End Police Stops for Minor Infractions

Sandra Bland was pulled over because a police officer said she failed to signal a turn. Philando Castile was stopped for a malfunctioning brake light. Daunte Wright was driving a car with an expired registration tag.
Akhi Johnson Former Director, Reshaping Prosecution // Erica Bryant Associate Director of Writing
Oct 04, 2021

When police stop people for things like broken taillights or dark window tinting, it creates unnecessary opportunities for deadly encounters. The list of people killed after police detained them for trivial reasons is far too long—and continues to grow.

Police action should make people safer. Stops for minor infractions, as an excuse to look for evidence of bigger crimes, do not. That’s why more and more law enforcement agencies and district attorneys are taking steps to eliminate non-public safety stops, sometimes called pretextual stops. They are wisely focusing police attention on violations of the law that cause danger.

As with many traumas inflicted by the criminal legal system, this pain weighs heaviest on communities of color. Police have great discretion in making non-public safety stops, leaving space for implicit and explicit racial biases to impact their decisions. Numerous studies show that people of color are stopped, questioned, and searched by police at higher rates than white people. A large study of 100 million traffic stops across the country found that Black drivers were less likely to be stopped after sunset, when a “veil of darkness” masks race, suggesting bias in stop decisions. This same study examined the rate at which stopped drivers were searched and the likelihood that searches turned up contraband, and found evidence that the bar for searching Black and Hispanic drivers was lower than it was for searching white drivers.

When researchers examined statistics surrounding “must stop” situations that presented a clear danger and non-public safety stops that did not, they found that virtually all of the racial disparities in stops could be attributed to non-public safety stops.

The vast majority of non-public safety stops do not result in the discovery of drugs or weapons. Out of 297,000 frisks conducted in New York in 2012, for example, only 2 percent resulted in the discovery of a weapon. Meanwhile, victims of such stops can suffer physical and psychological harm. Non-public safety stops also expose police officers to unnecessary danger. The most common proactive policing activity preceding a fatality is an officer-initiated traffic stop.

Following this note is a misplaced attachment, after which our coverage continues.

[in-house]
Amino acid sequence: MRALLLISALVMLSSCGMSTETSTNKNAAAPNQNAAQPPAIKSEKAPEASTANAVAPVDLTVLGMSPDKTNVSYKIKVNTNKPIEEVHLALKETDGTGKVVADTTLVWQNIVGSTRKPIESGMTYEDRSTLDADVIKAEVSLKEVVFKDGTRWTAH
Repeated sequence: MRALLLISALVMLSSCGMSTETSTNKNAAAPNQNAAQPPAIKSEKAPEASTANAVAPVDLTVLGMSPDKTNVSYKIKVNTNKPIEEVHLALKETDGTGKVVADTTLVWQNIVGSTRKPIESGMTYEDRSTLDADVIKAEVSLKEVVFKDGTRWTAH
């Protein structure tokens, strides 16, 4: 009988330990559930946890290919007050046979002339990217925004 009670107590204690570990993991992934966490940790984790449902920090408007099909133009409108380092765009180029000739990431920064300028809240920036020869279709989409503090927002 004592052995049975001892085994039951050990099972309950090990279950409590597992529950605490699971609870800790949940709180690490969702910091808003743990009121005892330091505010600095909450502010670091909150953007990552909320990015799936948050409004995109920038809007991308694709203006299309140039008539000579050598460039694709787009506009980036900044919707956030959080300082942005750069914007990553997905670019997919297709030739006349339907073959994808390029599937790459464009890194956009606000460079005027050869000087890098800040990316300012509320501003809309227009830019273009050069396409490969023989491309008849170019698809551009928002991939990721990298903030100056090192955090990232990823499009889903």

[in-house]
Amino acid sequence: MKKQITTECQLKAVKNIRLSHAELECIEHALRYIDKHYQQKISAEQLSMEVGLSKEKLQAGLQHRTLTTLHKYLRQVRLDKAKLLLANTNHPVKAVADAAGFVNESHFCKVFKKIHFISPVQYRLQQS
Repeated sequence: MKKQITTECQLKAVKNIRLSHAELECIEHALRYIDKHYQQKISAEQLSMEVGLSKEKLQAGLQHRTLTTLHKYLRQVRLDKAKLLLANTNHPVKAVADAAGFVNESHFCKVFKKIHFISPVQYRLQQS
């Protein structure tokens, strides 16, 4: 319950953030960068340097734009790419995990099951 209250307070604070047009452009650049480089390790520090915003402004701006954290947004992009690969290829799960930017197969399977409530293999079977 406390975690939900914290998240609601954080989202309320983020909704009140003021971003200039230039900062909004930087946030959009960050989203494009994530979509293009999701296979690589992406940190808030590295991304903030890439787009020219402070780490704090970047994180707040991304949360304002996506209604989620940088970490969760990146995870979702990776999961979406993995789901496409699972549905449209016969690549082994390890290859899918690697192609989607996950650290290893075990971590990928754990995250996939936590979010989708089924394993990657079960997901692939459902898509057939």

With such clear evidence that non-public safety stops create pointless risk without improving public safety, some law enforcement agencies are directing officers to cease stopping motorists for violations that don’t present a clear danger and focus on safety risks.

  • In Fayetteville, North Carolina, the police chief directed police to de-emphasize non-moving violations while aggressively policing speeding, driving while impaired, and other violations that cause immediate danger. As a result, the city saw the percentage of searches of vehicles driven by Black motorists decrease fivefold, and traffic fatalities decreased in the years after police implemented the policy.
  • In Lansing, Michigan, police have been instructed not to pull over motorists for secondary traffic violations like loud exhaust or dangling ornaments from rearview mirrors.
  • Also in Michigan, the Washtenaw County Prosecutor’s Office issued a policy directive that possession of contraband charges would not be filed in cases where police obtained evidence through a traffic infraction-related stop and no other probable cause or legal reason justified the search.
  • The San Francisco District Attorney’s Office issued a policy directive that prosecutors should decline to file possession of contraband charges in cases where an officer searches motorists after stopping them for a minor traffic infraction.

More police chiefs and prosecutors should follow these examples and focus resources on offenses with an identifiable victim or that pose a danger to community members. Non-public safety stops create unnecessary points of contact with a criminal legal system that causes far too much unnecessary trauma and harm, particularly for Black people. These stops allow bias, are dangerous, and don’t make us safer. Eliminating them across the country is a major step toward building a criminal legal system that delivers justice for all.